The Arizona Court of Appeals reversed the trial judge’s decision. The appellate court pointed out that the premarital agreement changed the nature of the couple’s debts—they no longer were presumed to be community debts but had been “transmuted” into separate debts. Furthermore, the award of attorneys’ fees was reversed, and Paradise Valley Hospital was directed to pay Mr. Schlaefer’s attorney’s fees for the appeal. Schlaefer v. Financial Management, January 27, 2000.

Do prenuptial agreements work in Arizona? Yes, they do—not only to protect spouses from one another in the event of subsequent divorce but also to protect both husband and wife from creditor’s claims against the other spouse.

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Robert B. Fleming


Robert Fleming is a Fellow of both the American College of Trust and Estate Counsel and the National Academy of Elder Law Attorneys. He has been certified as a Specialist in Estate and Trust Law by the State Bar of Arizona‘s Board of Legal Specialization, and he is also a Certified Elder Law Attorney by the National Elder Law Foundation. Robert has a long history of involvement in local, state and national organizations. He is most proud of his instrumental involvement in the Special Needs Alliance, the premier national organization for lawyers dealing with special needs trusts and planning.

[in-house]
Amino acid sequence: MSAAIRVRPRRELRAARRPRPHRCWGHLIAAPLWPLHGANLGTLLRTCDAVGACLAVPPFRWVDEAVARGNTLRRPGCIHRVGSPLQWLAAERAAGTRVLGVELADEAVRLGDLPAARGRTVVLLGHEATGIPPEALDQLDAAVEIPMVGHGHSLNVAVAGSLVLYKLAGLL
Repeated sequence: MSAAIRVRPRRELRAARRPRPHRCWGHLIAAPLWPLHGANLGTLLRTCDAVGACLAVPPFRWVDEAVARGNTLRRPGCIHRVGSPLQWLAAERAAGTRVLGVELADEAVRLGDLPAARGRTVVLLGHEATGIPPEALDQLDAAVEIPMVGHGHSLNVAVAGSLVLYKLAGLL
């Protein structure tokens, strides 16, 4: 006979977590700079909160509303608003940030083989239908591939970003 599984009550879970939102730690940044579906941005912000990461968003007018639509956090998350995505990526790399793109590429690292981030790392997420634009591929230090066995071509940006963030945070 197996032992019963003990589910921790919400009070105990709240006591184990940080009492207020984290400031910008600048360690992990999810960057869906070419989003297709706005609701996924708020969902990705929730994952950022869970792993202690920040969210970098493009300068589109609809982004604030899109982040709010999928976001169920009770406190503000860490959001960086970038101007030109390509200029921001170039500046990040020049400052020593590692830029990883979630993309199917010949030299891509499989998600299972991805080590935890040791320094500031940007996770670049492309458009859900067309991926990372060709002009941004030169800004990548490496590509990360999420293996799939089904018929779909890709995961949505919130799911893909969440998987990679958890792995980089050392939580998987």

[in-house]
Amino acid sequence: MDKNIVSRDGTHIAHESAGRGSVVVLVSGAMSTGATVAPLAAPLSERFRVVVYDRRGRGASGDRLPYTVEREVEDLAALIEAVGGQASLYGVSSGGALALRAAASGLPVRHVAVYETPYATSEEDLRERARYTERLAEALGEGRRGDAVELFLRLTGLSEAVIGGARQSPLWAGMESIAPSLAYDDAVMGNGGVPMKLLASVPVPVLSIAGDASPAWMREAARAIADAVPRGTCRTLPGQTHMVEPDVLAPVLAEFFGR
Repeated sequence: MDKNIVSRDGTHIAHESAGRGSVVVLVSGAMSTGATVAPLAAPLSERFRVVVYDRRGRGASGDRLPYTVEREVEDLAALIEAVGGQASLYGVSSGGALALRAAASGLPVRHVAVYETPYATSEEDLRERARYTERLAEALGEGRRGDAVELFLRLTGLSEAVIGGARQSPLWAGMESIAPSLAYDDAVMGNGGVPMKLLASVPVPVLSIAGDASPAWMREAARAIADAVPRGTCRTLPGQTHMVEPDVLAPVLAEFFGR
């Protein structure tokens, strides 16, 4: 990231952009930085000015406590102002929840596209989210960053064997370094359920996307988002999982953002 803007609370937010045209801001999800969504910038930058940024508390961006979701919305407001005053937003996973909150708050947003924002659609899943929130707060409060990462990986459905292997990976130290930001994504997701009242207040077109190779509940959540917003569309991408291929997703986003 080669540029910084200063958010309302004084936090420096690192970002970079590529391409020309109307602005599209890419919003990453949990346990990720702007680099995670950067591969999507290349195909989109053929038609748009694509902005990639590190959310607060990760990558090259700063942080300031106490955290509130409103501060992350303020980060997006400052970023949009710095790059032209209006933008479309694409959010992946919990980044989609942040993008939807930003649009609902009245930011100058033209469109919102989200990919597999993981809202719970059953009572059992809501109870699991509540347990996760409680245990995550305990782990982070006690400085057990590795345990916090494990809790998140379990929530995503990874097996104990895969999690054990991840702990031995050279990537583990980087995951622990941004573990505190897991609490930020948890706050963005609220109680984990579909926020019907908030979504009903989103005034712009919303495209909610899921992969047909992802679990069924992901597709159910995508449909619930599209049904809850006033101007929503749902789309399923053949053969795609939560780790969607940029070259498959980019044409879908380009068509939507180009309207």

Robert has two adult children, two young grandchildren and a wife of over fifty years. He is devoted to all of them. He is also very fond of Rosalind Franklin (his office companion corgi), and his homebound cat Muninn. He just likes people, their pets and their stories.

Elizabeth N.R. Friman